China clamps down on Tor

It is a well known fact that the Chinese government is a big fan of Internet censorship. The “Great Firewall of China” (a system that blocks content by preventing IP addresses from being routed through) has been present for 6 years now.

But, according to Technology Review, this is the first time that the access to Tor, the famous open-source Internet anonymity tool, is being systematically obstructed. It is suspected that this was done as a preparation for China’s 60th National Day (October 1st).

As you may know, the Tor Project publishes Tor’s IP addresses openly, for anyone to see and find, so it was just a matter of time when they would end up blocked. The good news in all of this is that when that happened, a string of volunteers offered their IP addresses to allow users to connect to the Tor network.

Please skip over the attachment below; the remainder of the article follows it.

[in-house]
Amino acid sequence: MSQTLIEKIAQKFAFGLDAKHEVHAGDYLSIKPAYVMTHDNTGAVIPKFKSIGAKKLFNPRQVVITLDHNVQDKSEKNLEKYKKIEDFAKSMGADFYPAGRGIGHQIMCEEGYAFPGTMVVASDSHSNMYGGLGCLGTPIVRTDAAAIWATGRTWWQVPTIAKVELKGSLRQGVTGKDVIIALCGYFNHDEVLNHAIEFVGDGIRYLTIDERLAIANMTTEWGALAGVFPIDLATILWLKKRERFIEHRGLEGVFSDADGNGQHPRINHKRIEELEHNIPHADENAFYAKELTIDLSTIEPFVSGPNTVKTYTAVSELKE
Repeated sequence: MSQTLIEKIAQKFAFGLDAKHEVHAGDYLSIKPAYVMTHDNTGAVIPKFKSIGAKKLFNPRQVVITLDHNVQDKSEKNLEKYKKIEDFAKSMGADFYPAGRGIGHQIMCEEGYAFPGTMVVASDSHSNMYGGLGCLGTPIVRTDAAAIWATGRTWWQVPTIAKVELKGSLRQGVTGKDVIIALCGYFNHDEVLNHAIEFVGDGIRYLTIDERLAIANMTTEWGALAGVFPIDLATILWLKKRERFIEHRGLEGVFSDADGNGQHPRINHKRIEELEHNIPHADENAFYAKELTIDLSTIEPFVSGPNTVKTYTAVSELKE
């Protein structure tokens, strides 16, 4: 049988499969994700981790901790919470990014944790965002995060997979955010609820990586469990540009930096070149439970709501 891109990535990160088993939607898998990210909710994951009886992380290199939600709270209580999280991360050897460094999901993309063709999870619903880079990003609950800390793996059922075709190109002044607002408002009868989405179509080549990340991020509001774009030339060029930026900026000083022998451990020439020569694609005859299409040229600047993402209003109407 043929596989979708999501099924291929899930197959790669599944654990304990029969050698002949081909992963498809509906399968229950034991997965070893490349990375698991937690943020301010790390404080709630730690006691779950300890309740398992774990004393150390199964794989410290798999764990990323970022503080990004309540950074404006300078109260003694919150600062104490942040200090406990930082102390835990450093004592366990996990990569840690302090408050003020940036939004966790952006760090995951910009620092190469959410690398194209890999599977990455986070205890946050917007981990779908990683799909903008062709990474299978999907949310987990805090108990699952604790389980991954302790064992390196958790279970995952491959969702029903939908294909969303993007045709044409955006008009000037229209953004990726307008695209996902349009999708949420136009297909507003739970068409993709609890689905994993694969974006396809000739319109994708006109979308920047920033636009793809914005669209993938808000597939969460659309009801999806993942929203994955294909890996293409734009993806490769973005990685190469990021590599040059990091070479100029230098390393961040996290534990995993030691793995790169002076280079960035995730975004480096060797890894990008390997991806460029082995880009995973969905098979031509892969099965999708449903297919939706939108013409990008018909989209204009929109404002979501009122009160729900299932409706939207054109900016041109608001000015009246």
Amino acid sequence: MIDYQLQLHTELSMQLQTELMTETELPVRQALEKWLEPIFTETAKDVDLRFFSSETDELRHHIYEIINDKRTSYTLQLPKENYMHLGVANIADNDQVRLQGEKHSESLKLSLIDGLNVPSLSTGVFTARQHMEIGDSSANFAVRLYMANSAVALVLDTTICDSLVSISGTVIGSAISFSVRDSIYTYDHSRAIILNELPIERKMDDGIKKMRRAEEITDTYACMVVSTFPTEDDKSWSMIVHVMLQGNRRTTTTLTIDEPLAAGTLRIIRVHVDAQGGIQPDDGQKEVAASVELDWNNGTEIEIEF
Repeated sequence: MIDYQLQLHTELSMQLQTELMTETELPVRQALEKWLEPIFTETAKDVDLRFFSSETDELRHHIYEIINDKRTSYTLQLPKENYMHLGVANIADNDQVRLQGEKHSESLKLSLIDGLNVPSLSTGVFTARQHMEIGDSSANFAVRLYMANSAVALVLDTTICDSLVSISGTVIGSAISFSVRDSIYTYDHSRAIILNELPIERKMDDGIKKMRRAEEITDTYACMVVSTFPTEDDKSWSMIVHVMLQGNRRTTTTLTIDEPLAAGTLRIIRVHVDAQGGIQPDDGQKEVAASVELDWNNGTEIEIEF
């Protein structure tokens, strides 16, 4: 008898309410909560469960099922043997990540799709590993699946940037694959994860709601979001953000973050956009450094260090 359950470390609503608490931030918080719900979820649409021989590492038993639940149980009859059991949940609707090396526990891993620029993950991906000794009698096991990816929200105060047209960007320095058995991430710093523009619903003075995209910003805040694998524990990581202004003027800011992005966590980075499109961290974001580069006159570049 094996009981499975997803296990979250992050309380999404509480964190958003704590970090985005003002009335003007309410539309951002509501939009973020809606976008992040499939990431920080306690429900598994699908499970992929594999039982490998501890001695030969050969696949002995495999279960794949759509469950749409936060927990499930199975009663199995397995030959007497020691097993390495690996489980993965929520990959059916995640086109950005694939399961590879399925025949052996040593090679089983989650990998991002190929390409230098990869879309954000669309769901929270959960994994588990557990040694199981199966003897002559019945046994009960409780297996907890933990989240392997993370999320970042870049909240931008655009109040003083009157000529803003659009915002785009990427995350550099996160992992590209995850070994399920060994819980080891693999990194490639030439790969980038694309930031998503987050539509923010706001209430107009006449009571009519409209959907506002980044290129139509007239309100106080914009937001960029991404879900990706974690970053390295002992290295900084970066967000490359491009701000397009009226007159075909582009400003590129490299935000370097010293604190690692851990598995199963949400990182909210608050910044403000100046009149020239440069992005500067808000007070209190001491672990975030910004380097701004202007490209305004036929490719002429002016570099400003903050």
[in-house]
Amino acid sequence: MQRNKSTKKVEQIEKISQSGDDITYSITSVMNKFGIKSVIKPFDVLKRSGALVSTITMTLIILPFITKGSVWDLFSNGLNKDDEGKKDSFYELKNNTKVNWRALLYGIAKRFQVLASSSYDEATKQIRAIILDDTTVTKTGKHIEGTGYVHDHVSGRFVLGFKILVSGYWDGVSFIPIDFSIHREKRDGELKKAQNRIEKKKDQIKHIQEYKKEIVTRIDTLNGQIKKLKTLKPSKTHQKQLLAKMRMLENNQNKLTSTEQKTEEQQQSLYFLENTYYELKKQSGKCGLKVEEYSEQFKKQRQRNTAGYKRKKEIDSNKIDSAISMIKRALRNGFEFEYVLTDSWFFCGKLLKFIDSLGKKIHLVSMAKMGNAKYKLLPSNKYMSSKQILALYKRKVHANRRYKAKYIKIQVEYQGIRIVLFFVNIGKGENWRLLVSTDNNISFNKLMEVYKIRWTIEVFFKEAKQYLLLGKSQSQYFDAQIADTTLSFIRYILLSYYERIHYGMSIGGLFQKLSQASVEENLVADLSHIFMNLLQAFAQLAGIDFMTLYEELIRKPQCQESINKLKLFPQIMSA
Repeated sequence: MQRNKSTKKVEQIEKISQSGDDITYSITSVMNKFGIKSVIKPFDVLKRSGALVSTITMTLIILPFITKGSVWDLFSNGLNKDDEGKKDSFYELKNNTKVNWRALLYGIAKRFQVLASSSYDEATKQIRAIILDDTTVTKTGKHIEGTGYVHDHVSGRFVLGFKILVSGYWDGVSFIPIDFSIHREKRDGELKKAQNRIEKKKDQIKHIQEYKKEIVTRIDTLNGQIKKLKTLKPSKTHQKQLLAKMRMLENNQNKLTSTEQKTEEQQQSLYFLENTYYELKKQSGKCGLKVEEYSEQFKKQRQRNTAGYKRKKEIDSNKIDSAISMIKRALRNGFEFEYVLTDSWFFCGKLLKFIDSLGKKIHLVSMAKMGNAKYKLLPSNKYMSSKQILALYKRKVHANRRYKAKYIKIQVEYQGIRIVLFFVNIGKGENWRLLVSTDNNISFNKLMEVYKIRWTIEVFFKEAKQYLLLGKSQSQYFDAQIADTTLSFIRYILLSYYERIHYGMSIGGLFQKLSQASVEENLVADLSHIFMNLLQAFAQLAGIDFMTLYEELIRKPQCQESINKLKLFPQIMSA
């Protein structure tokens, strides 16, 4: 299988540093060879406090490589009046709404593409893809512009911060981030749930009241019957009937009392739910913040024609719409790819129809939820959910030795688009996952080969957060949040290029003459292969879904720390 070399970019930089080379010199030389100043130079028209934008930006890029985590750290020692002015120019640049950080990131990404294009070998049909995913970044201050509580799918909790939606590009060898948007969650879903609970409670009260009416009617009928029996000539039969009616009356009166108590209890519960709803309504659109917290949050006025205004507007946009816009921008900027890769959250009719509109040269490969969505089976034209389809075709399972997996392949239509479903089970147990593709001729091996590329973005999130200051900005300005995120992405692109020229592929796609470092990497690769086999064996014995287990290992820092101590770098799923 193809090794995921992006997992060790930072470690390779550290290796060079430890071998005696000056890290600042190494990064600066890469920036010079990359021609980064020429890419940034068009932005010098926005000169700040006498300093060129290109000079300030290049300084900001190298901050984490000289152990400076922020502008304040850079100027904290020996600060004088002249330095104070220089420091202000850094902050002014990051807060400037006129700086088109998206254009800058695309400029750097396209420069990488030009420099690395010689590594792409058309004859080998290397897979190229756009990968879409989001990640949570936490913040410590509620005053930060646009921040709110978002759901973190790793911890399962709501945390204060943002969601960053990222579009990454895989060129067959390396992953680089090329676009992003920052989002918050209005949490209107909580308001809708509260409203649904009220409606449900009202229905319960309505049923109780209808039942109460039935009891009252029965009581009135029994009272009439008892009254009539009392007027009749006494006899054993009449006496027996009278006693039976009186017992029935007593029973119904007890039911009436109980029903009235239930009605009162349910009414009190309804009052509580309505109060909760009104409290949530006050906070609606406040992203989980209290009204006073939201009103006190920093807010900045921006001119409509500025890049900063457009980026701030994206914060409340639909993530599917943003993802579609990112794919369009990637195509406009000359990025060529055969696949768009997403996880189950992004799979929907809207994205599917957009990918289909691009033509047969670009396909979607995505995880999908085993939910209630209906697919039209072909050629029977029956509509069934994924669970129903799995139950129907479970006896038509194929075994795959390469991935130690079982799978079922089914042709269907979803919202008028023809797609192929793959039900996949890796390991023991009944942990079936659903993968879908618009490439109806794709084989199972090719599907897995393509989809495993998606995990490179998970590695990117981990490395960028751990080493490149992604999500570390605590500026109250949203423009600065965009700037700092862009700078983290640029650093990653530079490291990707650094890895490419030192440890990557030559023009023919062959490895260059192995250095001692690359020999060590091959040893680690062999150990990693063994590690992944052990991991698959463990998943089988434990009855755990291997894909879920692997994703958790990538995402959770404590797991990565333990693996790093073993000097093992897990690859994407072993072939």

The dissemination of these addresses was arranged via instant-messaging, and the Tor Project is planning to make them available through Twitter. The problem with this approach is that you can’t check everyone that asks for them – sooner or later it will be someone from the government on the other end of the line and they will then be able to block those IP addresses, too. That’s why Tor is presently trying to find ways to patch up this flaw in the plan.

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